He takes that position by replacing his Egyptian namesake and role model, Hassan al-Banna, the founder of Egypt’s Muslim Brotherhood in 1928, a few years before al-Tourabi was born, as his pupil.
The reason for replacing al-Banna is that Dr al-Tourabi succeeded in taking over the state whereas al-Banna and his successors, with the possible exception of Dr Mohammed Mursi failed, and further, Dr al-Tourabi was an inspiration for Osama, who spent years in Sudan after the anti-Soviet campaign in Afghanistan, and before September 11.
He thus becomes more important as an inspiration than the classical figure, while the other companions (profound influences on Osama) remain the same. Their lives spanned the last century well into the current one, and one of them is still alive, as a militant.
The proper list of seven companions of the Mahdi (the military Mahdi, to wit, who isn’t from Fatima, the daughter of the prophet as that role belongs to HH The Aga Khan) are Seyyid Qutb, a close collaborator of al-Banna and founder of Muslim Brotherhood ideology and Abu ala Maududi of Pakistan, their proper teacher.
There is also Margaret Curtis alias Maryam Jameelah, a Jewish scholar who converted to Islam and shifted to Pakistan to join ala Maududi, and responded in depth to Orientalist theses on Islam point by point to keep the ideology of the brotherhood safe from Western criticism.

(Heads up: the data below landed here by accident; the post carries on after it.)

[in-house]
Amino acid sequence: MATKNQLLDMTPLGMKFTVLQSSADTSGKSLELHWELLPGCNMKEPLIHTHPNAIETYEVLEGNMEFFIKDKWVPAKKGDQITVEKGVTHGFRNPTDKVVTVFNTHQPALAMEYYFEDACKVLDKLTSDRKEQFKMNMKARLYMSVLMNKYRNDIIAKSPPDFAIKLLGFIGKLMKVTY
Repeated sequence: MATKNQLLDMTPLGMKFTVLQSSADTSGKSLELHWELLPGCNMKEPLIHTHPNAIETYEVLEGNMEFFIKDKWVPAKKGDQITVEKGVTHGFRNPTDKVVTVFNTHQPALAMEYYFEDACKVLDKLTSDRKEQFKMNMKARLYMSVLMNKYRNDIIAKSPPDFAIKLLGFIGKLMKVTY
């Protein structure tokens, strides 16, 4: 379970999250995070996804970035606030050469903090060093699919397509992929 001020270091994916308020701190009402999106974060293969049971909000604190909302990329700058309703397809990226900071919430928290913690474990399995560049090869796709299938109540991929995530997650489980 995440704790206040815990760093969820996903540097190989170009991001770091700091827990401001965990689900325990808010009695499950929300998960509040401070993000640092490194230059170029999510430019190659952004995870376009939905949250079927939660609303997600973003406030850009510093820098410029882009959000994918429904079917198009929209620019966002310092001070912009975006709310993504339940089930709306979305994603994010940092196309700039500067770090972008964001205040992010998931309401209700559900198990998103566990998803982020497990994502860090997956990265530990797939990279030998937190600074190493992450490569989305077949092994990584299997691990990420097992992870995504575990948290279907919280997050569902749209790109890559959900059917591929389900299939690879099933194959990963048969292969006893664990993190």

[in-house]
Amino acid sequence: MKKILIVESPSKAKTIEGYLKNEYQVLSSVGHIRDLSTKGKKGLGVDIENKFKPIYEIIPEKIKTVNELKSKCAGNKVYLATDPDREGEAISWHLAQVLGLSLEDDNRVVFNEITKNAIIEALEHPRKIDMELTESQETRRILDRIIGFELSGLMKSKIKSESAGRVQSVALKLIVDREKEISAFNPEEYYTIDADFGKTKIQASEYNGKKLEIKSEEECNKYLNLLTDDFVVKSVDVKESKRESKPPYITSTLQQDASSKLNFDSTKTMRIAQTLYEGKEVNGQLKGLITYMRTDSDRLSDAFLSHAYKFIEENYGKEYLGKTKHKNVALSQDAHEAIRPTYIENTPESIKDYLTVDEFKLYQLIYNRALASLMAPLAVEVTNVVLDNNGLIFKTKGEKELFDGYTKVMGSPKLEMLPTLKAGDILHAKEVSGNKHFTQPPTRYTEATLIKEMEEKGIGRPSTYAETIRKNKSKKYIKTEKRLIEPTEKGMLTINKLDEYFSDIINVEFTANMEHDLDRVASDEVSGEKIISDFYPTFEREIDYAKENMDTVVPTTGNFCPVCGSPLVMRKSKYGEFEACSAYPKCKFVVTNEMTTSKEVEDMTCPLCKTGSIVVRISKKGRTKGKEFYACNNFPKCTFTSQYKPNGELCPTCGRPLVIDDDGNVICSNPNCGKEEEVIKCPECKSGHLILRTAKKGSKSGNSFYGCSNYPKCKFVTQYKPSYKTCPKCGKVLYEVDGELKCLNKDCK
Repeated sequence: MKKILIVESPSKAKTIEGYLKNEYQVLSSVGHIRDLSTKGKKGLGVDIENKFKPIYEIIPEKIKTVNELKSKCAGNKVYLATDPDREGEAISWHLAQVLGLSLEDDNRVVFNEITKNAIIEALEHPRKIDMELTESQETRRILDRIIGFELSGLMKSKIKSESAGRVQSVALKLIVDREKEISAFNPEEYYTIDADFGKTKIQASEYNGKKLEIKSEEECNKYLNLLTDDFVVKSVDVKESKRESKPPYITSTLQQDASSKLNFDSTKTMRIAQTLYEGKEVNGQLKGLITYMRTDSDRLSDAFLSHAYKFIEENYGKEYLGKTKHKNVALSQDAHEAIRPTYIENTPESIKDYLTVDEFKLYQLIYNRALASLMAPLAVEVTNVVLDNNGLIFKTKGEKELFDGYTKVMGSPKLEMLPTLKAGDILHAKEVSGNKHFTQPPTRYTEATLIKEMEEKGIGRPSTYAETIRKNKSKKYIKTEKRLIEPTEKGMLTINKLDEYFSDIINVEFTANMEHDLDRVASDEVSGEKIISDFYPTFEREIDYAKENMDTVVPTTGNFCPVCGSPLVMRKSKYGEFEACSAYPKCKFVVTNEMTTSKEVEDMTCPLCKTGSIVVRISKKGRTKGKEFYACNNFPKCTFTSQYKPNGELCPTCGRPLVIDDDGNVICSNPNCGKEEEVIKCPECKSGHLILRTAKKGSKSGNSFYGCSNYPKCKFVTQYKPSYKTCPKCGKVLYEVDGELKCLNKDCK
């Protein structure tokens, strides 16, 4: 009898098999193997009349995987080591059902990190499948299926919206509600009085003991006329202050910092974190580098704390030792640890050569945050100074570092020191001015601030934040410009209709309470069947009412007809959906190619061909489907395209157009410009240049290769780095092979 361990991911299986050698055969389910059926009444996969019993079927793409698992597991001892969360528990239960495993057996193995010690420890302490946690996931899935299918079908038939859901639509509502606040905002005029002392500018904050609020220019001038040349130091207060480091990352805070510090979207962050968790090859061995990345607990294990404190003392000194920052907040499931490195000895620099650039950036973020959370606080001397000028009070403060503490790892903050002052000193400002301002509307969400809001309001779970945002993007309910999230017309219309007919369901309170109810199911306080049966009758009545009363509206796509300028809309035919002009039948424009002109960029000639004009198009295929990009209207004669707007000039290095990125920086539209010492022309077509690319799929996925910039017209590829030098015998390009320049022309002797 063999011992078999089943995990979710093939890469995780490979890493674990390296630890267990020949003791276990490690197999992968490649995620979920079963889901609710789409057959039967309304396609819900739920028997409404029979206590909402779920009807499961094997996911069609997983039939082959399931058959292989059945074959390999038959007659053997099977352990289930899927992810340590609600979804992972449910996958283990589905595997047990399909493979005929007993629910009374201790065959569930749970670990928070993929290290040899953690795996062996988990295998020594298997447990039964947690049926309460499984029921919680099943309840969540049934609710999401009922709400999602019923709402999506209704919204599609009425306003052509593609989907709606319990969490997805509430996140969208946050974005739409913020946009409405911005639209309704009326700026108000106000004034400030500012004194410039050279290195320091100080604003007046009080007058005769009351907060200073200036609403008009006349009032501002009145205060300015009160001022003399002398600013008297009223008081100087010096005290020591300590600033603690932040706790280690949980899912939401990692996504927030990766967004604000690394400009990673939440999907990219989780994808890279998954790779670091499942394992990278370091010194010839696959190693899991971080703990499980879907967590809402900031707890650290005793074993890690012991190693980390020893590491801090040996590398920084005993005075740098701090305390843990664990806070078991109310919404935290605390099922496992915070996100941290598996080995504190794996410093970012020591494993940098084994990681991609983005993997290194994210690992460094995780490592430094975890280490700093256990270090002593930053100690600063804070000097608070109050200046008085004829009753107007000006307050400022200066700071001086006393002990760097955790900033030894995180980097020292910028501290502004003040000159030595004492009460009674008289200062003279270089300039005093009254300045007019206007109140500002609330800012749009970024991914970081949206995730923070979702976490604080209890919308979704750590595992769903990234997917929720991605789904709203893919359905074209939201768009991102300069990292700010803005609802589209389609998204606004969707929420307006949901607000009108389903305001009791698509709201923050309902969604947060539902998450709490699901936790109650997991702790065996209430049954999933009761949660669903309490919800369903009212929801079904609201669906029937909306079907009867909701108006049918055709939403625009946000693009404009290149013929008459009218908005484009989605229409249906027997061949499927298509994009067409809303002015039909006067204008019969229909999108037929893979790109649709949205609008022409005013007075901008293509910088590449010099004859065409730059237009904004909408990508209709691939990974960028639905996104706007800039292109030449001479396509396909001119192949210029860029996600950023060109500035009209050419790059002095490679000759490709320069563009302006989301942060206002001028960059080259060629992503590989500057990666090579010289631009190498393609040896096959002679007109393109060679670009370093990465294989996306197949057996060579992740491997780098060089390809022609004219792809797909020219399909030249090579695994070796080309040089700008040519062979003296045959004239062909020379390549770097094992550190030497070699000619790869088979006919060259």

Two close companions to Osama were Dr Abdullah Azam, a Palestinian militant who became his host in Pakistan who recruited internationalist fighters against the Soviet presence, along with Dr Ayman al-Zawahiri, an Egyptian who subsequently became his deputy in al Qaeda, and is still alive.
The last apart from Dr Al-Tourabi is Sheikh Ahmed Deedat of South Africa, a public speaker and pamphleteer who wrote numerous video cassette recordings seeking to prove that ‘Jesus wasn’t the son of God,’ winning millions of Western adherents.